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But, if the driver misses the apex, going too “wide” while not driving slow enough to have some “reserve” grip, the required lift or extra steering input will lead to a spin as unwittingly demonstrated by experienced by highly talented Jos van de Ven, more than once. So, when you have highly talented drivers pushing the limits of control while competing with a low grip setup, even small mistakes lead to a loss of control.

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After blowing his engine in the first race, Carkner experienced more frustration in the second race, spinning at the exit of Turn 3.  His spin resulted from the same sort of phenomenon as in Turn 6—lift or add steering to avoid tracking out too far here and you get a spin. John Unsbee was unable to avoid contact and suffered wing damage, but was able to finish second in the Group 2 race.

Not every incident results in a spin, however. In some instances, the challenge of threshold braking leading to the Corkscrew locks-up the front brakes and the car just sort of runs off to the outside like Wayne Galloway demonstrates below. (Shortcuts are not allowed – although a certain Alex Zanardi may take issue with that!)

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It was noteworthy Florida’s Mark Robertson, was the only driver to run a complete race with zero incidents here. After a 21st finish in the Group 1 race, he drove a conservative “Second Chance” race moving up from 21st at the start to finish in P8.

The Group 2 “Second Chance” race was dominated by Antonio Reis. He earned the pole (as he did in the first race.) and led every lap.

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Reis, Antonio Reis, took pole position for both races, set fast laps in both races and led from start to finish in Race 2.

Reis not only sat on the pole for both races, he set the fastest lap in both races with a 1:17.2 in the first race and a 1:17.4 in the second race and won the second race with a margin of victory of 9+ seconds over John Unsbee.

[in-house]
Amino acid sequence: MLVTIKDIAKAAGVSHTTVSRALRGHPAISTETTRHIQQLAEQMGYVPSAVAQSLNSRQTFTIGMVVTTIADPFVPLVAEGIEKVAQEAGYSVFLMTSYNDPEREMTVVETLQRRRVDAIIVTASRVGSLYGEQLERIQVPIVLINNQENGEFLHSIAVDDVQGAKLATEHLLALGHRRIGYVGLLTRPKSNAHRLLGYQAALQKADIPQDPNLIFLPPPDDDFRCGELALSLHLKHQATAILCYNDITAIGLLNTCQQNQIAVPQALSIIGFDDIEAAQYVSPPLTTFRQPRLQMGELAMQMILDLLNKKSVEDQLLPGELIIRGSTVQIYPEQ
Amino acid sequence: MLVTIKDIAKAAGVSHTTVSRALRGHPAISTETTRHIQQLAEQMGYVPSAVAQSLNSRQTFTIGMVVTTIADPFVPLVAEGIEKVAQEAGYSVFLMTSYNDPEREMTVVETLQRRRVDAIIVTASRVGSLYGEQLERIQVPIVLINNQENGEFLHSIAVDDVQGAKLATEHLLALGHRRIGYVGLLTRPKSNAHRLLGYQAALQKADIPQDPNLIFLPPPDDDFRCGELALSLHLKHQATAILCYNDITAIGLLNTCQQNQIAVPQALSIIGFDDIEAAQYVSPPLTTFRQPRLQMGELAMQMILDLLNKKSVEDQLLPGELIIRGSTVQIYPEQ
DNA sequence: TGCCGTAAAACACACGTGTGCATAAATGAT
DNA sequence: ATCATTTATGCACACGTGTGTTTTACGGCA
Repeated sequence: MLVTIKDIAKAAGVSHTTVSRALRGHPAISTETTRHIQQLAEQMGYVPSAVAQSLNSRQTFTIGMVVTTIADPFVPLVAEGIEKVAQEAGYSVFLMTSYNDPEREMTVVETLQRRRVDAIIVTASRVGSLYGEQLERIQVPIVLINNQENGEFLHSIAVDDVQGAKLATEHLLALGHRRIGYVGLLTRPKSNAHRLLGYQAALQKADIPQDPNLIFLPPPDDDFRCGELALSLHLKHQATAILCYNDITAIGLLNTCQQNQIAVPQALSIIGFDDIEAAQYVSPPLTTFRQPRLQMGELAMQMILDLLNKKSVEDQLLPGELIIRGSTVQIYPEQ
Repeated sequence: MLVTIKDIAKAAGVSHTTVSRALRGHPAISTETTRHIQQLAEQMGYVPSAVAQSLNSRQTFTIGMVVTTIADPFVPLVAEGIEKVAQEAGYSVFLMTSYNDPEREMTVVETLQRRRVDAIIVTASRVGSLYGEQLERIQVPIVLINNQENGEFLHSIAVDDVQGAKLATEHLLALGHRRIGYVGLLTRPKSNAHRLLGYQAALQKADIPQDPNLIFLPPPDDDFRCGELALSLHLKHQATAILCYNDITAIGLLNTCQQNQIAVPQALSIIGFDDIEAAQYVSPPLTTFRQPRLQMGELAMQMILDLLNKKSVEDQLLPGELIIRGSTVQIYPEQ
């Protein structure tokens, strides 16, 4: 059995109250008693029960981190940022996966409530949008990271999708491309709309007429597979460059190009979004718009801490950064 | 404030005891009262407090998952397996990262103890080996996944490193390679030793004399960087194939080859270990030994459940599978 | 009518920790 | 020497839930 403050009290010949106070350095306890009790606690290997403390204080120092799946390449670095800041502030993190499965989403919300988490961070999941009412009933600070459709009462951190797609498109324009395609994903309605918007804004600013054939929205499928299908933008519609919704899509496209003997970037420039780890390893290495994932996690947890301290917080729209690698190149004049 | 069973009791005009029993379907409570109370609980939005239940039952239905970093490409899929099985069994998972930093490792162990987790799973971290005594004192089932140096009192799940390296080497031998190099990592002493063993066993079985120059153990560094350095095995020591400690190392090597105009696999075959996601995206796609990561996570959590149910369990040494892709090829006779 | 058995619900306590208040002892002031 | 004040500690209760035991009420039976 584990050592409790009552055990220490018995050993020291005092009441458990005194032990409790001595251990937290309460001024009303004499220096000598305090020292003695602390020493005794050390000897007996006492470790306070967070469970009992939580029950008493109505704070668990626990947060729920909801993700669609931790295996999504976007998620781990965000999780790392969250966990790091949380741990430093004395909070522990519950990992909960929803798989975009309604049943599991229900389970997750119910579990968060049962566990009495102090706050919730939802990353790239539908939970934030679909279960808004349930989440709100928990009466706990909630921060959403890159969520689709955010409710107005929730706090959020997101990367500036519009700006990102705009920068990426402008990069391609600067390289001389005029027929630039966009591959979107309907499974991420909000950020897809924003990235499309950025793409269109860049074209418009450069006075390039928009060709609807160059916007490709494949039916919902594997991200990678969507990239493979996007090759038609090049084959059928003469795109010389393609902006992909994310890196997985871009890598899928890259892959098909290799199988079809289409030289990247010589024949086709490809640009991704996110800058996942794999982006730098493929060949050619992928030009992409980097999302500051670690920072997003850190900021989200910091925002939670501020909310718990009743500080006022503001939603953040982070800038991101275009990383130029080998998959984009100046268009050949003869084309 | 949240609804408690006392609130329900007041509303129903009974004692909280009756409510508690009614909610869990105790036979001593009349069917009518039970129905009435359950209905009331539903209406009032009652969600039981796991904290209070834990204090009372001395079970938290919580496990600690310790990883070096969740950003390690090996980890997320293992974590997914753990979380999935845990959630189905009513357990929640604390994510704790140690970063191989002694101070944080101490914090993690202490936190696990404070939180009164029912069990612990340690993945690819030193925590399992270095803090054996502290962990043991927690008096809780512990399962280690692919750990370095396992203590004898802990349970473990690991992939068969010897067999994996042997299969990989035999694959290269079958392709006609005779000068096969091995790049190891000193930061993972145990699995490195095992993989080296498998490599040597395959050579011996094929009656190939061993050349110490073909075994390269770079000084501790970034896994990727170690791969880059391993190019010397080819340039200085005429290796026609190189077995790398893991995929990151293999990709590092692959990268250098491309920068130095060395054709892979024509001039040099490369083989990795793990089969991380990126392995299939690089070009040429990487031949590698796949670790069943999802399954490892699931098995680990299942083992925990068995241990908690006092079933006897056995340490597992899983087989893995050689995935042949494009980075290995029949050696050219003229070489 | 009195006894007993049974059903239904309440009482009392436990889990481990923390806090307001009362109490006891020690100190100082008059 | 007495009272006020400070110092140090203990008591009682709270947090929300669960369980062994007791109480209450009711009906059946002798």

Perhaps the next most remarkable performance of the day was by Canada’s Bruce Poole, who in the second race moved up from P9 at the start to finish on the podium in third behind Unsbee. Below is a shot of Poole skillfully powering through the highly banked Turn 10. Note the suspension compression with the left side pod almost touching the pavement.

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After five events, the Team #1 of Carkner, Lawrence and Robertson still have a substantial lead over the Team #6 of Unsbee, Jim Oliver, Michael Key and P J Salley. Not far behind in third place in the Team Championship is the Team #3 of van de Ven, Rolf Just, Mark Lison and Gerard Florissen. Team #7 of Bruce Poole, Joel Martin and Jay Freels remain in fourth while Team #4 of Remigio di Pasqua, Campodonico and Reis had advanced to fifth place.

The series maintains a Driver Championship and a Team Championship. Team assignments are determined by the League Organizer to group three or four drivers together who have a “fair” chance compared to other teams. In other words, less experienced or accomplished drivers are paired with the more experienced so each team is deemed to have a “fair” chance to win the Team Championship that pays $100 to the winners, $50 to the runners up and $25 to the third place team for the season.

Carkner and van de Ven swapped the lead in the Drivers’ Championship at Laguna, with van de Ven reclaiming back the top spot. Lawrence jumped into third place with his win in the Group 2 race, but Fidler and Morgan are very close behind, tied for fourth.

The next event for the 60+ guys is at Japan’s Suzuka International.